Criteria for Ranking Business Schools
How credible are those Business School Rankings? How do they come up with the top Business Schools in the land?
Business School Ranking is an effective tool used by many in searching for the right Business School. Most people rely on these data to determine if their chosen school is the school of their dreams. You're probably wondering what specific criteria/standards they use in ranking Business Schools and who are responsible for measuring them?
The Economist and Financial Times provide individual rankings of Business Schools. All of them use various criteria if a Business school deserves to be on the A-list or receives a failing grade. Other providers are BusinessWeek, Forbes, and Wall Street Journal.
It conducted an Economist Intelligence Unit Survey of more than 200 senior executives. They came up with the following ten significant areas for selecting an open-programme provider
* Content and internationalism of the programme
* Faculty quality
* Provider's Amenities
* Quality of fellow participants
* Level of post-course support for partcipants
* Capable of demonstrating an impact back in the workplace
* Cost/value for money
* Wide range of courses
* Maintaining an ongoing relationship
Based on the aforementioned criteria, open programme participants were asked to rate those schools that they attended and eventually came up with top eight business schools.
They used twenty criteria to determine their rankings. The first eight criteria are based on alumni survey, the second nine criteria came from business schools' survey and the basis of last three criteria is on research survey.
* Weighted Salary
* Salary percentage increase
* Value for money
* Career progress
* Aims achieved
* Placement success
* Alumni recommendation
* International mobility
Business School Survey
* Employed at three months
* Women faculty
* FT doctoral rating
* International faculty
* International students
* International board
* International experience
* Faculty with doctorates
* FT research rating
According to Dr. N.M. Kondap, vice-chancellor of NMIMS University, "Surveys are conducted using different metrics and parameters. Some amount of discrepancy also occurs during the assessment of the survey which is reflected in the results."
Importance of Historical Business School Ranking
The history of business school ranking is a very important tool to measure the quality of education that top business schools around the country provides. This is because every several years, business schools around the country have to improve their curriculum, change deans, and provide new experiences for their students. The recruitment of their graduates can also bet taken into consideration because this can have a big impact on the future of its graduates.
For this reason, it is important to know the historical business school rankings for students to make a good academic choice. But how exactly, are the rankings of business schools determined? Well, the Census uses proven methodology to have an accurate ranking. Among the things it considers are:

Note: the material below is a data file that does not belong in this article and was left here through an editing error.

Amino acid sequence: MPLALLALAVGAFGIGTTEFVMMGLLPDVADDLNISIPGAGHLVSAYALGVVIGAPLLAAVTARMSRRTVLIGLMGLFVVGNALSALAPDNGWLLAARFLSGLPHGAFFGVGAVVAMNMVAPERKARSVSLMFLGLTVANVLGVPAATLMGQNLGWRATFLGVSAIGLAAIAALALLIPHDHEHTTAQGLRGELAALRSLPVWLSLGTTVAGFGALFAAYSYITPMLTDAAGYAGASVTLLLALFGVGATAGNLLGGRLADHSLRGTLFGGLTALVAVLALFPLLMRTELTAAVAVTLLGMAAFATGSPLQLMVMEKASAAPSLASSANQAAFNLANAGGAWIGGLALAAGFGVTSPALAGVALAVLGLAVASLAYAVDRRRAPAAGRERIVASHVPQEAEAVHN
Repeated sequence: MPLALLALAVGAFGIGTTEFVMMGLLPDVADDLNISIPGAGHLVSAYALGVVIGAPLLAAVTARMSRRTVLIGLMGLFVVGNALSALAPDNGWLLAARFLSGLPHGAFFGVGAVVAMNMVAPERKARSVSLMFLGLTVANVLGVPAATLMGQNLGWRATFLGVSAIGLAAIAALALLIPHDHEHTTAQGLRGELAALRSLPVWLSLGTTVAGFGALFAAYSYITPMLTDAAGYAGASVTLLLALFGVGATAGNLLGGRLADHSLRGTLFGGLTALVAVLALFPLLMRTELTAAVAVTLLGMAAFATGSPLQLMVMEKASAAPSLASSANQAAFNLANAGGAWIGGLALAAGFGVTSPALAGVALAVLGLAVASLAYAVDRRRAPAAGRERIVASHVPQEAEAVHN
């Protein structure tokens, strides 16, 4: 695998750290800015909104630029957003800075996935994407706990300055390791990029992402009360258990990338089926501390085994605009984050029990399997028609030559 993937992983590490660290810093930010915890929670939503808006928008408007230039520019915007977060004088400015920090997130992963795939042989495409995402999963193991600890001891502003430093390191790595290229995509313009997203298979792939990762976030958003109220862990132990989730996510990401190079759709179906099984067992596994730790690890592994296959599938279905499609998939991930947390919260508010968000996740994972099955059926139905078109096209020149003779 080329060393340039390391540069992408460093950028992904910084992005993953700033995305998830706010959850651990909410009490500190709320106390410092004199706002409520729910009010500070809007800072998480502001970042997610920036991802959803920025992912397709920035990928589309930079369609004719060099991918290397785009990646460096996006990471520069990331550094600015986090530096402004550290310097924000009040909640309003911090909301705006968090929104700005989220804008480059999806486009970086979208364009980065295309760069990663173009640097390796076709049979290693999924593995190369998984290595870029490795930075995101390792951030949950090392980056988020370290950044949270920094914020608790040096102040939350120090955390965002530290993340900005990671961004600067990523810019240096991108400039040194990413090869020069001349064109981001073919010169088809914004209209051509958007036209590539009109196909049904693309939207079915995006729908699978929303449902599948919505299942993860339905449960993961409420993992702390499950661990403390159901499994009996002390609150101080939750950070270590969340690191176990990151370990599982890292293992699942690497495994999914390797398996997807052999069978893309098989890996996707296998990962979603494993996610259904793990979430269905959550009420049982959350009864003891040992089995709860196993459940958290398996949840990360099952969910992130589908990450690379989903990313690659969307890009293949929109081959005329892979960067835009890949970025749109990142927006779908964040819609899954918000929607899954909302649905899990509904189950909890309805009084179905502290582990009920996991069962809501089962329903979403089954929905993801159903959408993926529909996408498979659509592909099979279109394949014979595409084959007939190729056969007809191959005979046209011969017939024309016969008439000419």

- The published rankings – this is a very reliable source of information because it derives its ratings from numerous sources such as the Business Week, the Wall Street Journal, the Financial Times, the U.S. News, the Business Education Commission, and the Carrter Report. Take note that the aggregate rankings that are published by the institution comprise around fifty percent of the total score.
- Selectivity – this is the measurement of the college admission which is how the business schools accept their students. Selectivity is also founded on the percentage of all applicants that are admitted (40%), their GMAT scores (35%), and their GPA (25%). The composite selectivity of the school will comprise around 25% of the total score.
- Salary – the salary range of their graduates also measures the quality of education provided by the school. Around 10% of the total score comes from the graduate’s salary.
- Placement – this is the success rate of the school’s placement of its graduates. People will know whether graduates from the school will actually have a good job when they join the workforce. Placement comprises 10% of the total score as well.
- Yield – reflection of the percentage of admitted students who pay tuition and other fees to the school. Yield compromise 5% of the overall score.
The business school ranking can differ from year to year as some schools make drastic improvements while some remain at their current level. It is important to have a valid historical business school ranking to determine which schools are consistent in the quality of education they provide. This will enable recruiters as well as the students make the right choice with regards to their career. In conducting the rankings, it is also essential to get some facts from business school graduates as well as their opinions.
Most of the time, graduates are asked to answer questions which range from the teaching quality of their schools to the career services that their schools have provided them. From this data, researchers can gather enough information about the schools and know the relevancy of their answers.
The top schools that are consistently at the top 10 include the Wharton School, Harvard Business School, University of Chicago Graduate School of Business, Stanford Business School, Kellogg School of Management, MIT Sloan School of Management, Columbia Business School, University of Michigan Business School, Tuck School of Business, ad the Anderson School. Other notable business schools around the country include the Carnegie Mellon Graduate School of Industrial Administration, Hass School of Business, Darden Graduate School of Business, Johnson Graduate School of Management, and the Fuqua School of Business.